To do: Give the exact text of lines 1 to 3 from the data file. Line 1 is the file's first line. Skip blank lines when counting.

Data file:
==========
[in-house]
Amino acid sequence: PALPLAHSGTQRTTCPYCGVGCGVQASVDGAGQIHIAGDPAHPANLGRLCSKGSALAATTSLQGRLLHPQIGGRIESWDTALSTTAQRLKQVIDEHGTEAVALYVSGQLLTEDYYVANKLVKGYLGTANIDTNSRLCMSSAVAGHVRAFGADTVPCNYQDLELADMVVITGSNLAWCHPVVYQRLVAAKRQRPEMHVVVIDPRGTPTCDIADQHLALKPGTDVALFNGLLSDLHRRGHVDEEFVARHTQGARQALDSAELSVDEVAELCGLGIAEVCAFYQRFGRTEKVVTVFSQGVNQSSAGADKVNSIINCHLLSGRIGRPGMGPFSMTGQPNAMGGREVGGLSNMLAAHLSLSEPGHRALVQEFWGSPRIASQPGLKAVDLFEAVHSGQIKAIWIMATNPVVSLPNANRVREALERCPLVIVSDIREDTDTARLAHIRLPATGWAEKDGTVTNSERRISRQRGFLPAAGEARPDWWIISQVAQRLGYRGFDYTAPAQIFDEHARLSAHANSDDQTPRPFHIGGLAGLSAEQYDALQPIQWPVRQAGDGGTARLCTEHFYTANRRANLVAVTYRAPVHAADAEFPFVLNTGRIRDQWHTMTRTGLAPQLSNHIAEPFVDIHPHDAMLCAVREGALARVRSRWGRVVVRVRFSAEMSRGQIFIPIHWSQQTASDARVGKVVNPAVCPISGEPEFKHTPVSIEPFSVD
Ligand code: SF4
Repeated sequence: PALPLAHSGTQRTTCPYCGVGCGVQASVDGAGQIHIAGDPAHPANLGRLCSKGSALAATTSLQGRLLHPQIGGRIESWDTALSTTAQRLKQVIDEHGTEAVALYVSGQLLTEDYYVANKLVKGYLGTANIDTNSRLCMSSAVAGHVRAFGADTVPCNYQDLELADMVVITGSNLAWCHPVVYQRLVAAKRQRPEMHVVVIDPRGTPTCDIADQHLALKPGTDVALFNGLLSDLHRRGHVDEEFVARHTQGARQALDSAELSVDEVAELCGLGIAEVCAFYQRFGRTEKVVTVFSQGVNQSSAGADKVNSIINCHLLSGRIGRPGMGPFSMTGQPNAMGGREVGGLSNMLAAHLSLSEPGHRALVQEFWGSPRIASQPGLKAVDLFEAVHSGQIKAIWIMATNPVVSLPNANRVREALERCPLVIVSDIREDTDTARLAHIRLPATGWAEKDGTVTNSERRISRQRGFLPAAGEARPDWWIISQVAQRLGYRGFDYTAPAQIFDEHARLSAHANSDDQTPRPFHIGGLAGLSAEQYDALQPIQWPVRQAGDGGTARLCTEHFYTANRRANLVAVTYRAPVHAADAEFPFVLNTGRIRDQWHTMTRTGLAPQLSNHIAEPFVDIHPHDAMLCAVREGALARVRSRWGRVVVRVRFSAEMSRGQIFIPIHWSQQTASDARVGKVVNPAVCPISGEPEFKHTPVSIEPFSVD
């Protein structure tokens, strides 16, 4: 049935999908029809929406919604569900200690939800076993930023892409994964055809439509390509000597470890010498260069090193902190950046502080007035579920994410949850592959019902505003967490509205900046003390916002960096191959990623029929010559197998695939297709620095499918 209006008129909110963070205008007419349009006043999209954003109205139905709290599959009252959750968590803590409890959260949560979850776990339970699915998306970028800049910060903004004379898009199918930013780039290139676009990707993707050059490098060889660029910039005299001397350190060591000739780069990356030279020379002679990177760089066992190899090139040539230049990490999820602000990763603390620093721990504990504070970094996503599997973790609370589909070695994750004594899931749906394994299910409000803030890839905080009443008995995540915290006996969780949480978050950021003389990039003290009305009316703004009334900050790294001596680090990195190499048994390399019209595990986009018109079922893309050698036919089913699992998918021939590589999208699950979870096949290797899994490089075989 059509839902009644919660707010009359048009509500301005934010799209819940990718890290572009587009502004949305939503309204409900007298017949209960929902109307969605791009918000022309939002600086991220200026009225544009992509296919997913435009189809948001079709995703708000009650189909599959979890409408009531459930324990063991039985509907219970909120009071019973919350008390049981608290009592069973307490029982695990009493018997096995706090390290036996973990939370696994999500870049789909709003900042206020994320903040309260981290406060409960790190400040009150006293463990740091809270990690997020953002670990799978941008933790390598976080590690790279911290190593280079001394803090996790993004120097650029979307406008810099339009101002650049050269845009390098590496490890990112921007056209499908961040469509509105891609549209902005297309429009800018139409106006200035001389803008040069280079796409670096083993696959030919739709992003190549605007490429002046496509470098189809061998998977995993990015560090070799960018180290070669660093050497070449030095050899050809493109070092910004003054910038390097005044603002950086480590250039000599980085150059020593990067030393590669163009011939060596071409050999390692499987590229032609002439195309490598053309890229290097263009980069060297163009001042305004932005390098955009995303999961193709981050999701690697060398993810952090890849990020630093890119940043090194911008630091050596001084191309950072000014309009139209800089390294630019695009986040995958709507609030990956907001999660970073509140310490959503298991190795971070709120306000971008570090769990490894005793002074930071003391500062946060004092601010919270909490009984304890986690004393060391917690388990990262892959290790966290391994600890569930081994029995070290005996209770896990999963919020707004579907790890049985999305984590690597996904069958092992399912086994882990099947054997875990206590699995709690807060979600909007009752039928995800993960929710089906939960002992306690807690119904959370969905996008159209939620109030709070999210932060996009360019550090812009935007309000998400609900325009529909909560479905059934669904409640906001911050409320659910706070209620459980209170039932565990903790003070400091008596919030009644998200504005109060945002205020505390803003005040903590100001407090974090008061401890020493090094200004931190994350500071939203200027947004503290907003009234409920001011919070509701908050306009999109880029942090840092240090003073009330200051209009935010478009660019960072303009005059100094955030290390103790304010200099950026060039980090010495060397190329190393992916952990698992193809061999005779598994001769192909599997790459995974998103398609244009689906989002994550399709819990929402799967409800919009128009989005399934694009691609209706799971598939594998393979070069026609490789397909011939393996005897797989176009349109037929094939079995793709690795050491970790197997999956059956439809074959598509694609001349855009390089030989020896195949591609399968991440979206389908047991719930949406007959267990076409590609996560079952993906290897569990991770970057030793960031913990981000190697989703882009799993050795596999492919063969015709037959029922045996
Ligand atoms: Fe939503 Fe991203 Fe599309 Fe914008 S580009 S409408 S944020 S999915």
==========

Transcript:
[in-house]
Amino acid sequence: PALPLAHSGTQRTTCPYCGVGCGVQASVDGAGQIHIAGDPAHPANLGRLCSKGSALAATTSLQGRLLHPQIGGRIESWDTALSTTAQRLKQVIDEHGTEAVALYVSGQLLTEDYYVANKLVKGYLGTANIDTNSRLCMSSAVAGHVRAFGADTVPCNYQDLELADMVVITGSNLAWCHPVVYQRLVAAKRQRPEMHVVVIDPRGTPTCDIADQHLALKPGTDVALFNGLLSDLHRRGHVDEEFVARHTQGARQALDSAELSVDEVAELCGLGIAEVCAFYQRFGRTEKVVTVFSQGVNQSSAGADKVNSIINCHLLSGRIGRPGMGPFSMTGQPNAMGGREVGGLSNMLAAHLSLSEPGHRALVQEFWGSPRIASQPGLKAVDLFEAVHSGQIKAIWIMATNPVVSLPNANRVREALERCPLVIVSDIREDTDTARLAHIRLPATGWAEKDGTVTNSERRISRQRGFLPAAGEARPDWWIISQVAQRLGYRGFDYTAPAQIFDEHARLSAHANSDDQTPRPFHIGGLAGLSAEQYDALQPIQWPVRQAGDGGTARLCTEHFYTANRRANLVAVTYRAPVHAADAEFPFVLNTGRIRDQWHTMTRTGLAPQLSNHIAEPFVDIHPHDAMLCAVREGALARVRSRWGRVVVRVRFSAEMSRGQIFIPIHWSQQTASDARVGKVVNPAVCPISGEPEFKHTPVSIEPFSVD
Ligand code: SF4